4. SOUNDBITE: (English) Sarah Gibson, California fire department spokeswoman:
"I believe the last fire in this area was the Stanislaus fire, which was in 1987. So you're looking at a good 20 years' worth of what we call fuel - basically vegetation. It's chemise, it's dry shrubs, it's dry grass and some mixed timber. And the timber this year is very receptive to flaming and burning."
A fast-spreading fire burning near an entrance to Yosemite National Park in California forced the evacuations of 170 homes and caused officials to cut power to the park.
The fire grew from slightly more than one square mile (1.6 square kilometres) to 25 square miles (40 square kilometres) on Saturday, and was threatening about two-thousand homes, said a spokesman for the California Department of Forestry and Fire Protection.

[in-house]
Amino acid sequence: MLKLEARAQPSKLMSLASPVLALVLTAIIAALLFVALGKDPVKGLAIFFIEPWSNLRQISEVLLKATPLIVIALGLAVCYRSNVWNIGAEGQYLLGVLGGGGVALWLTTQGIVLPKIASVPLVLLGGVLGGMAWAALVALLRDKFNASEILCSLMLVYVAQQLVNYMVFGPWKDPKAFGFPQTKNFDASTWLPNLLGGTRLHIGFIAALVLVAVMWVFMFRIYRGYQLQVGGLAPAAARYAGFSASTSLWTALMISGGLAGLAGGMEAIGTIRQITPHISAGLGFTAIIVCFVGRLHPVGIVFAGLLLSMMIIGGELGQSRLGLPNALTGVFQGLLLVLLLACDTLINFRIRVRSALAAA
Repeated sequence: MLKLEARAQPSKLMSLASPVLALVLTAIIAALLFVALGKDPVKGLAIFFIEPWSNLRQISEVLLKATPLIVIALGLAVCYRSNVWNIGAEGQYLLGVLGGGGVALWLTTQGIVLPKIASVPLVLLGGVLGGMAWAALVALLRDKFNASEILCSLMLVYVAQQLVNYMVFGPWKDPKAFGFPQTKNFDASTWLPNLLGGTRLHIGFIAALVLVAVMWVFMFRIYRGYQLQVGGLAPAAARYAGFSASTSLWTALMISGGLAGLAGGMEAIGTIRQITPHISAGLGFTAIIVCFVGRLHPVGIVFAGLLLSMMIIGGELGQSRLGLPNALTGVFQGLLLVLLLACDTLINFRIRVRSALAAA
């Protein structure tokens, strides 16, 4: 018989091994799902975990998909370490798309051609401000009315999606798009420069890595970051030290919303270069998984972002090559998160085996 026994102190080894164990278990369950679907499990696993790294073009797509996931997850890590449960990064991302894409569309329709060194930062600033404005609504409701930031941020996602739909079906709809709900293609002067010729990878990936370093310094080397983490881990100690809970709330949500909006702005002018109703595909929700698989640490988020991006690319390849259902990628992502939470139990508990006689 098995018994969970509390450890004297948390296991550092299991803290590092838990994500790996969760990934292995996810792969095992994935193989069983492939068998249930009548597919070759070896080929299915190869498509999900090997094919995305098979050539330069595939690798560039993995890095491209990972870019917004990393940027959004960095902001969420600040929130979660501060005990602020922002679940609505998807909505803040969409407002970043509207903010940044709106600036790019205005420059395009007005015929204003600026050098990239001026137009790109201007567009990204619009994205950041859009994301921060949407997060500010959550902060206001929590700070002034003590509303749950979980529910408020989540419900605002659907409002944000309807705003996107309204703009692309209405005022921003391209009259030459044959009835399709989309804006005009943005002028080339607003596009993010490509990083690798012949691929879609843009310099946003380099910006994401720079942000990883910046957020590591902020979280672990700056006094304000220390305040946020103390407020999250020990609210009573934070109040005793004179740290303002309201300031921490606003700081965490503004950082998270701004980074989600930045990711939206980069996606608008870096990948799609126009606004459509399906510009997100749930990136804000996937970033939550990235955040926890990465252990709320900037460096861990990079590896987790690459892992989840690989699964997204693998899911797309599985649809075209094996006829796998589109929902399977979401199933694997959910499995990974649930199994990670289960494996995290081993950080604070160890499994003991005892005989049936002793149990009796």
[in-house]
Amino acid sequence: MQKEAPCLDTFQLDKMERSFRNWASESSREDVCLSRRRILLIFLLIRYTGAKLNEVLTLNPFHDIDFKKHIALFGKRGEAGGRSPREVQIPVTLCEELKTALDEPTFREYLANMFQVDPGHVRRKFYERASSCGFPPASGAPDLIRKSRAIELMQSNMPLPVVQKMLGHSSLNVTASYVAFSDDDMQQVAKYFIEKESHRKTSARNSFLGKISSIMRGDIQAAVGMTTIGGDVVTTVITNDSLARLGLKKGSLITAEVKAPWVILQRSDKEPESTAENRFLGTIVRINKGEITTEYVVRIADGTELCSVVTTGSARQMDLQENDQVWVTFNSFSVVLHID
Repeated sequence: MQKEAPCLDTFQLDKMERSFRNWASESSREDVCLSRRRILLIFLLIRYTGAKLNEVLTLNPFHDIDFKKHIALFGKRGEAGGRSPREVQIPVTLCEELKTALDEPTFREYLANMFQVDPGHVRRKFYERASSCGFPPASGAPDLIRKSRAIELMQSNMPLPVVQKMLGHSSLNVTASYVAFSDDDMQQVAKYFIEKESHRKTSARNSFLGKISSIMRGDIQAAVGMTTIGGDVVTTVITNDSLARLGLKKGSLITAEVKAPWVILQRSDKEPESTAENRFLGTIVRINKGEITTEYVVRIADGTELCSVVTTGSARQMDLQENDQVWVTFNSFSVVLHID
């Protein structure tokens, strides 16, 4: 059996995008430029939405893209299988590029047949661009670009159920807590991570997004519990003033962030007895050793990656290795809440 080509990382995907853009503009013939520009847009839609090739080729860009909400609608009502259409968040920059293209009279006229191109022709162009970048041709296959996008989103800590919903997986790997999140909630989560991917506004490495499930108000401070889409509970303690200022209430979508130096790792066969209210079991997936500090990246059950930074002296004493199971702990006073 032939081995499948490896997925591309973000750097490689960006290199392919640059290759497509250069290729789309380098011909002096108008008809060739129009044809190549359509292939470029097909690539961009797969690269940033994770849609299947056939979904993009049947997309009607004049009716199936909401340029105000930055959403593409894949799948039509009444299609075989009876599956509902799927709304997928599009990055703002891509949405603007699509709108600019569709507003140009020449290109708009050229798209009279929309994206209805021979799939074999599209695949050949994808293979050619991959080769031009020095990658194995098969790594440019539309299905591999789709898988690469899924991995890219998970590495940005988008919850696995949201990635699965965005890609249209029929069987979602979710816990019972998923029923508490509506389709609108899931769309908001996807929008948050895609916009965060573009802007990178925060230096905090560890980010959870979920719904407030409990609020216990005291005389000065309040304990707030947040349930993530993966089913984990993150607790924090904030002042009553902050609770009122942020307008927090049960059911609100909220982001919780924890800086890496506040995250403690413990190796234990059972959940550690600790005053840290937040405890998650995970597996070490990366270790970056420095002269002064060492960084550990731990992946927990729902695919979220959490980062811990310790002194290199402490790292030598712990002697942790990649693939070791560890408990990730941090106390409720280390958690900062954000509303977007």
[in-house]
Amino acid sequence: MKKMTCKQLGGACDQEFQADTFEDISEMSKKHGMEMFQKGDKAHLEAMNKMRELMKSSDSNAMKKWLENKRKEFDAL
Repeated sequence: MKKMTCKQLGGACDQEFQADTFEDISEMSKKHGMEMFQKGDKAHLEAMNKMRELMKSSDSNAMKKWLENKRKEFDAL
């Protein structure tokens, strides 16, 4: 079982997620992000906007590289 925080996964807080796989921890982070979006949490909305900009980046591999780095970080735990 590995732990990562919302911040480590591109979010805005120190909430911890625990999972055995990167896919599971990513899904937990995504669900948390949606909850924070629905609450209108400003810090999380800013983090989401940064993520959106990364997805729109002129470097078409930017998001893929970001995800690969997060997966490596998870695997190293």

About 900 firefighters battled the blaze that burned on both sides of a steep, rugged canyon along the Merced River.
Temperatures over 100 degrees Fahrenheit (38 degrees Celsius) and low humidity hampered firefighting efforts.
The weather, coupled with a dry wilderness area, has made for an extremely dangerous fire to fight.
"You're looking at a good 20 years' worth of what we call fuel - basically vegetation. It's chemise, it's dry shrubs, it's dry grass and some mixed timber. And the timber this year is very receptive to flaming and burning," said California fire department spokeswoman, Sarah Gibson.
Most of the evacuated homes are in the town of Midpines, located along Highway 140, the thoroughfare that leads to the west entrance of Yosemite National Park.
Fire crews on Saturday were being flown into the hard-to-reach area. Crews had to hike several hours to get to the fire because smoke prohibited aircraft from flying in the area.